Technology is the biggest factor driving the advancement of the pharmaceutical industry, Health News, ET HealthWorld

Technology is the biggest factor in the advancement of the pharmaceutical industry

New Delhi: During the COVID-19 pandemic, technology has emerged as a major player in healthcare management and advancements around the world. From automating supply systems and healthcare consultation processes to accelerating drug discovery and delivery and ensuring fast and safe access for all, the IT sector has cemented its key position in the pharmaceutical industry.

Pharmaceutical industry leaders discussed the power of technology during a session on “Pharma CIOs Changing Paradigms: Striking Balance Between Business Agility and IT Quest” at the second edition of the Economic Times Healthcare Leaders Summit 2022 organized by ETHealthworld. Gaurav Arya, Executive Director, Health Nerds International, will moderate. The session panellists were Jitendra Misra, VP-CIO, Akums Group, Vinayak Neerali, Head (India), Digital, Dr. Reddy’s Laboratories, and Sachin Bachal, Head, IT, Gufic Biosciences Limited.

dr Arya opened the discussion by stating that technology is a big factor in improving healthcare. He asked Misra a question about how the IT ecosystem is integrating with the pharmaceutical industry’s vision of being a global innovator. Misra pointed out that today IT is much more than just an enabler, and is in fact the center of medical advances, citing IT as the most critical part of any pharma lifecycle from drug discovery to mass distribution.

He said: “We have seen over the years that most pharmaceutical companies are moving towards IT-OT integration. I’ve watched robotic automation and smart manufacturing become the norm. After the ERP era, we are now in the era of clinical trials with heavy application loads and remote monitoring of distant systems.”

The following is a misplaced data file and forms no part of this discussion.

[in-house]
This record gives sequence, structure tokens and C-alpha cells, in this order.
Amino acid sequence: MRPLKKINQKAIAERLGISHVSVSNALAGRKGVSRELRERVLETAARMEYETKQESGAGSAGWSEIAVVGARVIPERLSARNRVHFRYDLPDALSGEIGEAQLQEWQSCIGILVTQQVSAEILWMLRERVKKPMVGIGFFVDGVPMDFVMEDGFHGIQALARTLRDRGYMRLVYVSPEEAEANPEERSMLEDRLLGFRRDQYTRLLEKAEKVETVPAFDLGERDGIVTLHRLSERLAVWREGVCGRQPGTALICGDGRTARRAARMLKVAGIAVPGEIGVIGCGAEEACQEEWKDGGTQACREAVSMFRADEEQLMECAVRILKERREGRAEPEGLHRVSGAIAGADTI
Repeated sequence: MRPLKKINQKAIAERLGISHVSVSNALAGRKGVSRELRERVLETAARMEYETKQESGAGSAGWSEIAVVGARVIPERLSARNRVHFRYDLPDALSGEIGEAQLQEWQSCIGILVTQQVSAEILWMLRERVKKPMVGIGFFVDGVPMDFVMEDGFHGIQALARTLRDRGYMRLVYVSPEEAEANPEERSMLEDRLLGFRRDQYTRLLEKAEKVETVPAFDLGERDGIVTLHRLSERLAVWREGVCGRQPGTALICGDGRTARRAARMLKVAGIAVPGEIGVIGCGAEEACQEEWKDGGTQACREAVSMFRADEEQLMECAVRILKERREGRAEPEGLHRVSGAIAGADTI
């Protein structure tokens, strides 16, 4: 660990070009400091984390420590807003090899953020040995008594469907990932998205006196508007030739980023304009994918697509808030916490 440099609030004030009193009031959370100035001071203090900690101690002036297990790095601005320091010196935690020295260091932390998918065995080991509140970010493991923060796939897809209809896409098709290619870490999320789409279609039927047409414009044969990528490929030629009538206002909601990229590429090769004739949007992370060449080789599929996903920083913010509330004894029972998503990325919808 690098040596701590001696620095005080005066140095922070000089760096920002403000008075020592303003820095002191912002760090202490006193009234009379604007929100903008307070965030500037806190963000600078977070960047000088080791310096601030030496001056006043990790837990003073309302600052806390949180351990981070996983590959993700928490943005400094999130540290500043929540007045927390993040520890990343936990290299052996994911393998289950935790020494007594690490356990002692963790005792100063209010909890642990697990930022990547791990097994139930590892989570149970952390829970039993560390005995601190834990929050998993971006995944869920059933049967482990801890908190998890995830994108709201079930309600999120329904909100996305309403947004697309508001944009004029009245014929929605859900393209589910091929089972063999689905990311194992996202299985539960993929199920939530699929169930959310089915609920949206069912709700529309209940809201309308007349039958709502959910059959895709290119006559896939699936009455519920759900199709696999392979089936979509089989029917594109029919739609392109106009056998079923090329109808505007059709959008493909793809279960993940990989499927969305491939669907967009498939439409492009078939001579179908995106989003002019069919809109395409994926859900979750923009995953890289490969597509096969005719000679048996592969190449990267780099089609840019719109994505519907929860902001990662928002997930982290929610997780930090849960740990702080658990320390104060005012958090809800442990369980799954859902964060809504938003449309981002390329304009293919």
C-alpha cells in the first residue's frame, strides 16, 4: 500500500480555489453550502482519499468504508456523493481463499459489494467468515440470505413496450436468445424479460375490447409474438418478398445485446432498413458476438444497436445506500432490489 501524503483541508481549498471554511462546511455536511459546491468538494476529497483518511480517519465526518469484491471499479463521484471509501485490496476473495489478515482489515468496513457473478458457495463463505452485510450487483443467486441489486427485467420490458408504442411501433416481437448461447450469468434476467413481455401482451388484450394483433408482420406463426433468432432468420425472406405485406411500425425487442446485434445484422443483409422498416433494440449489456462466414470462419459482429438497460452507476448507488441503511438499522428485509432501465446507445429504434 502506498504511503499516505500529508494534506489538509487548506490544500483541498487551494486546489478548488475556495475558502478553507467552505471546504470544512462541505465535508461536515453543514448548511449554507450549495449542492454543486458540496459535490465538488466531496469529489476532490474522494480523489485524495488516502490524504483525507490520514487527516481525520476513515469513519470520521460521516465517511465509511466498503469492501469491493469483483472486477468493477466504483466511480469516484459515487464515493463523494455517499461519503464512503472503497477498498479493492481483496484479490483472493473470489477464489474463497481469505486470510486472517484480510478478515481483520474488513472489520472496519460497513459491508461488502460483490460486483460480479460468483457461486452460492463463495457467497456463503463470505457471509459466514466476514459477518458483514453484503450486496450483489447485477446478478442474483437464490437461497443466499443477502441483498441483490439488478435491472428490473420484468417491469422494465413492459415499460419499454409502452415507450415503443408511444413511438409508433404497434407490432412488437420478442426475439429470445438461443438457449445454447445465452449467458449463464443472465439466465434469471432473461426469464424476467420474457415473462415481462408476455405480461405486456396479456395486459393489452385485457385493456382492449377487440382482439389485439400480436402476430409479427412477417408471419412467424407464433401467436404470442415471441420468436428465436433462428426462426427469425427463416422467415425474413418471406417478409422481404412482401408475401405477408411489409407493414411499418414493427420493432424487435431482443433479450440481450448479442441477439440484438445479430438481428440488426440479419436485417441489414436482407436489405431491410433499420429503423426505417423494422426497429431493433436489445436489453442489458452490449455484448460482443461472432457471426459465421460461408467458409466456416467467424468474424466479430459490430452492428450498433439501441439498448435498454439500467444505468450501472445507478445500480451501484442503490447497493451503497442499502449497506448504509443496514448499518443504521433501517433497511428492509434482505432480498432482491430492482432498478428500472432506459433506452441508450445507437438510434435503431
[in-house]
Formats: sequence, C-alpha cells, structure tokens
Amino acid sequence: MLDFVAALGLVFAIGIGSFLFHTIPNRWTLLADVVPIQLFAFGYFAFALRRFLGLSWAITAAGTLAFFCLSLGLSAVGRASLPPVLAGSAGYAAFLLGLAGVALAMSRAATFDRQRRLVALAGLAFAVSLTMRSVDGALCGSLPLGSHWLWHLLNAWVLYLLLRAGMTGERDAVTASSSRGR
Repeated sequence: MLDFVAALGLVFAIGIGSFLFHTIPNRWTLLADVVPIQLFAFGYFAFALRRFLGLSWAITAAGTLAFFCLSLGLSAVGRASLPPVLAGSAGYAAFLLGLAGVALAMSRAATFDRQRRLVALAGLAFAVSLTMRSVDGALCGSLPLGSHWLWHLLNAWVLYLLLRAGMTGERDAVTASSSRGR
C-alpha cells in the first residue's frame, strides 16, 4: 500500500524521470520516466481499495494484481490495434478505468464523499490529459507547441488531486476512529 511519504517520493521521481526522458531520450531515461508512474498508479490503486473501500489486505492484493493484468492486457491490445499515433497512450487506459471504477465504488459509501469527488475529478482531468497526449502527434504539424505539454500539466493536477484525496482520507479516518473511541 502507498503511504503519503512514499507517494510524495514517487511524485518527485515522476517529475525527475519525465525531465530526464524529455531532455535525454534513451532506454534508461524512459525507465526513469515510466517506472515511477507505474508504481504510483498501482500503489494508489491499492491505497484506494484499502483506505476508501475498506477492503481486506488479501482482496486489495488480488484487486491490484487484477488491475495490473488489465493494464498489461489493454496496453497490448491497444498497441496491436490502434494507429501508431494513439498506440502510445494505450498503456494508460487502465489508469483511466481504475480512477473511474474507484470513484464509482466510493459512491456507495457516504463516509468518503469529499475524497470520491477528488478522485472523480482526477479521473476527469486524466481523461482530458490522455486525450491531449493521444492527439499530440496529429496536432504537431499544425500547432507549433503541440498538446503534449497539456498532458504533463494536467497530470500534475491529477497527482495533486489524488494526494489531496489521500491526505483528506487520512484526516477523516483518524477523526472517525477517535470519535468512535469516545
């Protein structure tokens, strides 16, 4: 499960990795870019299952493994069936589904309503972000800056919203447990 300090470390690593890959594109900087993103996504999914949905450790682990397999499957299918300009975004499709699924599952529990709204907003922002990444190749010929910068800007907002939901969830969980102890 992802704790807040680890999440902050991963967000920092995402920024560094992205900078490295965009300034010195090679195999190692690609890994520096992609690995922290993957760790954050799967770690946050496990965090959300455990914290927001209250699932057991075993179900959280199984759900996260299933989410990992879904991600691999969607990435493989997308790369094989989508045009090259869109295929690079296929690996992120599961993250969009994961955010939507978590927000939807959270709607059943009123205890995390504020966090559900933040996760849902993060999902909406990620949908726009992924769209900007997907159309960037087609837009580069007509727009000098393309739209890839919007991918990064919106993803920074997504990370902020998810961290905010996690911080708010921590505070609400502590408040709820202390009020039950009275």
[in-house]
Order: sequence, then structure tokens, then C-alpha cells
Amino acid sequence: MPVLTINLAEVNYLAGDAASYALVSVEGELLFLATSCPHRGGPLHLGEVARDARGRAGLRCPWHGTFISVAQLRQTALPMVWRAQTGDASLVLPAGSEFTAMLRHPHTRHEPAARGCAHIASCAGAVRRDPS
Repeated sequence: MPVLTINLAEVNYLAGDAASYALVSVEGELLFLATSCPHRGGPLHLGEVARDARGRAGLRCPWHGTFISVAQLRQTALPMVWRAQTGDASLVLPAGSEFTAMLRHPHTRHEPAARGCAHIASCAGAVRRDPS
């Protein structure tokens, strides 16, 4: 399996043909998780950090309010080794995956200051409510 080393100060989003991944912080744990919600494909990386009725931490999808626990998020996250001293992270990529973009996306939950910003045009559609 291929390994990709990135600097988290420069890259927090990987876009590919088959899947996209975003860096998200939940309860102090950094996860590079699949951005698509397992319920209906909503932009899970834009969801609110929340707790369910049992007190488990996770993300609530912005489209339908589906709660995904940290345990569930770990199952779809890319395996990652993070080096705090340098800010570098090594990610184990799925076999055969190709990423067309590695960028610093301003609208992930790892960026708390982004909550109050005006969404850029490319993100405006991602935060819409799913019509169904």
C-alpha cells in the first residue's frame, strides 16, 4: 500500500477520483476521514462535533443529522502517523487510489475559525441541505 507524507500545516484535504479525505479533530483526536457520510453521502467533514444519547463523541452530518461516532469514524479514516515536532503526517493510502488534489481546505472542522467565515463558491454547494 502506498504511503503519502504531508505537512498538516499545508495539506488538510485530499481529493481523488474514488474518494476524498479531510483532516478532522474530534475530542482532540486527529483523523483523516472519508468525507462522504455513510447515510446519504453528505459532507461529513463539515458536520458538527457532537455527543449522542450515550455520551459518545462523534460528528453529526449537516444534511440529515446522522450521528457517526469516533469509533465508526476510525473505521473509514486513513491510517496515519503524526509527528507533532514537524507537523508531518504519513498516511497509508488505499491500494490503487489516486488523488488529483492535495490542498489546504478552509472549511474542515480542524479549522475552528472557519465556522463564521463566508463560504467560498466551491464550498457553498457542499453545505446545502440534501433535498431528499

Commenting on the role IT and COVID-19 play in advancing medicines, Misra added: “The time between drug discovery and time to market has decreased from 12 to eight years. Now our goal is to shorten the time cycle to four years while ensuring that the drug reaches and benefits the patient. The biggest enabler in our life cycle was the coronavirus. Within two years, the clinical trials were conducted and the vaccine was ready. This has set a new benchmark for pharmaceutical companies in terms of how quickly we can go to market, particularly through the use of technology.”

dr Arya continued the discourse by asking Neerali to share his insights on the correct use of data and then AI and machine learning to support the pharmaceutical industry. Neerali explained the mismanagement and ignorance of pre-COVID-19 data. He said: “Data and its assets used to be extremely fragmented and isolated. They weren’t connected at all, thanks to COVID there has been a lot of focus on our ecosystem, especially data-generated insights. In recent years we have tried to fill these data gaps and have gained many insights in the process. That was the first fundamental step.”

He also explained the way in which data must be used in order for it to have impact and lead to effective change. “We consider three main principles when deciding how to extract insights from data. Whether it’s big enough to chase a particular idea, whether it’s relevant to the intended uses, and whether it’s surprising. When the realization is a known fact, people tend to dismiss it, and then change management, adoption, and widespread deployment of technology becomes much more difficult,” Neerali added.

dr Arya agreed with Neerali’s findings, adding, “It’s encouraging to see collaborations between different organizations within the healthcare industry because until a few years ago data was considered my property and not yours, that’s changing now. It’s patient data, it belongs to the community, and it’s great to see it being used in this way so that it can help improve patient outcomes in the future.”

Bachal then echoed the panel members’ opinions, saying, “Data is the new oil. Anyone who has been in this business for ten to twelve years is sitting on a data gold mine. Getting the most out of this data requires the right combination of advanced technology. We need to invest in technology that helps analyze data faster.”

Panel members closed the session with the message that technology is a must to drive and accelerate research, innovation, discovery, business expansion and equitable access to the masses, not only in the pharmaceutical industry but in all industries around the world.



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